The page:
Years ago, the single male host had one of two choices when it came to solo entertaining: He could either enlist the services of a respectable restaurant for an evening of fine food and atmosphere, or, provided his accommodations were suitable enough, requisition the talents of a woman friend. The man of yore limited his culinary involvement to little more than tending bar and, depending on the season, carving fowl or grilling steak.

But times have changed and roles have been reversed. There are plenty of women around who don't know a gratin from a grotton, and as many men who do. Likewise, the fallen souffl,e and the curdled hollandaise are problems encountered by both sexes these days. Indeed, single men have discovered it pays to be able o execute a good meal.

Perhaps no one knew how to do that as well as the late James Beard, dean of the food world and a lifelong bachelor, who spent most of his years entertaining others. A masterful host, Beard was adept at combining exciting personalities around the dining table and at using his entire house to entertain. And it wasn't just his meals that set the tone for a good party. "Certainly there's magic to entertainment when you have God in the room," a longtime associate recently recalled.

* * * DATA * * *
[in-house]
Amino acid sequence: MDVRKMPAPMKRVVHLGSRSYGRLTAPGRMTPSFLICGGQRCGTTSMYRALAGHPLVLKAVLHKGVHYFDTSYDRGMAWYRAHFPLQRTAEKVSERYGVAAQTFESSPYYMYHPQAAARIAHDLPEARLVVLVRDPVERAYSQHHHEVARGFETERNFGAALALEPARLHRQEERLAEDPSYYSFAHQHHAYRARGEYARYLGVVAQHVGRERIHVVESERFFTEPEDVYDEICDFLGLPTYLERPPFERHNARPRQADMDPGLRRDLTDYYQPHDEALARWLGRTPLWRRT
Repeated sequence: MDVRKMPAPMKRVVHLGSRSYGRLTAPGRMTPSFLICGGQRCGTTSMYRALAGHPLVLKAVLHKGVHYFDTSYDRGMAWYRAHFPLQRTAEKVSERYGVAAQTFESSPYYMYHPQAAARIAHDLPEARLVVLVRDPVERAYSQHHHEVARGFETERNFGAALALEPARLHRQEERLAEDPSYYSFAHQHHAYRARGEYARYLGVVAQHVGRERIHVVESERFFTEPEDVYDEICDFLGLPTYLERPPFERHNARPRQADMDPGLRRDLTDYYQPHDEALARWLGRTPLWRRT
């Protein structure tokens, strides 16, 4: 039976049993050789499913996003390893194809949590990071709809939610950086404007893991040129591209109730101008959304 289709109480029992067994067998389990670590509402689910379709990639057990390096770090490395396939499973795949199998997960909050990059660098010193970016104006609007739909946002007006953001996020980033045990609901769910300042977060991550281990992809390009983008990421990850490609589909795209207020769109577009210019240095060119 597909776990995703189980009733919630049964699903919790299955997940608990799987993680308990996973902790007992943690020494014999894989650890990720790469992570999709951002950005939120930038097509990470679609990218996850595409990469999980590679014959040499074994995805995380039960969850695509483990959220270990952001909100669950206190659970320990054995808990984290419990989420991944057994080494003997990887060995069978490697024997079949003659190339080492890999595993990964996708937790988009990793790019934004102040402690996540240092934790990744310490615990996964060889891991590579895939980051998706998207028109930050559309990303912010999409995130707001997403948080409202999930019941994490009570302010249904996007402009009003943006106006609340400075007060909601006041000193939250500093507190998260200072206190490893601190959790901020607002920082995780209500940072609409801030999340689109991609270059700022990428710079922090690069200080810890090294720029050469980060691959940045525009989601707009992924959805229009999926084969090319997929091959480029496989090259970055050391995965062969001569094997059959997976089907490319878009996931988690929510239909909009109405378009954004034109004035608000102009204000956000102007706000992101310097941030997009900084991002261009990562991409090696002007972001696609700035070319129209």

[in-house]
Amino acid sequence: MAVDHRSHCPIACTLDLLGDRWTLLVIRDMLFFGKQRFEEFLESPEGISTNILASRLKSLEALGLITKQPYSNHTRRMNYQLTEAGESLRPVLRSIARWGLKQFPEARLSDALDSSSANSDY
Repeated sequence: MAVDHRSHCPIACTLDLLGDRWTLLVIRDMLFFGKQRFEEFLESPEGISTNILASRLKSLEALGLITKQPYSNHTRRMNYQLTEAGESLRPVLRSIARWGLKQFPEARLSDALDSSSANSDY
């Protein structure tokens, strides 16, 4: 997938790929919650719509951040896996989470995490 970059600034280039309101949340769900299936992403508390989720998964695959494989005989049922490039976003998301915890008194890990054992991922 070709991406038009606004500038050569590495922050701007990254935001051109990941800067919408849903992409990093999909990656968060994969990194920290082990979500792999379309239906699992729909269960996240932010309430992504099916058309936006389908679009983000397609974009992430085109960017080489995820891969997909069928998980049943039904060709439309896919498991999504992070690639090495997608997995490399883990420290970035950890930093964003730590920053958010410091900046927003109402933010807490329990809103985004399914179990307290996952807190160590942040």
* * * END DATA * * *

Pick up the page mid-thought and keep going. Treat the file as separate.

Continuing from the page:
Beard's rules for a party were simple. "Cook the thing you do best," he was known to tell his audience. And if that meant serving pot roast, so be it. The cooking legend despised pretentiousness. Like the gastronome Curnonsky, who declared that food should taste of itself, Beard wholeheartedly believed food should also look

He also thought that whatever could be done ahead of time should be. Hence his fondness for casseroles -- in fact, anything that could be made the day before a party and popped in the oven the next day was suitable entertainment fare.

And he spent time with his guests, something the last- minute saut,e-or wok-stirrer would find maddening. Once the guests arrived, Beard reasoned, it was time to stop cooking. Final touches were best left to salads and such, at which point Beard entreated his guests to join him in the kitchen.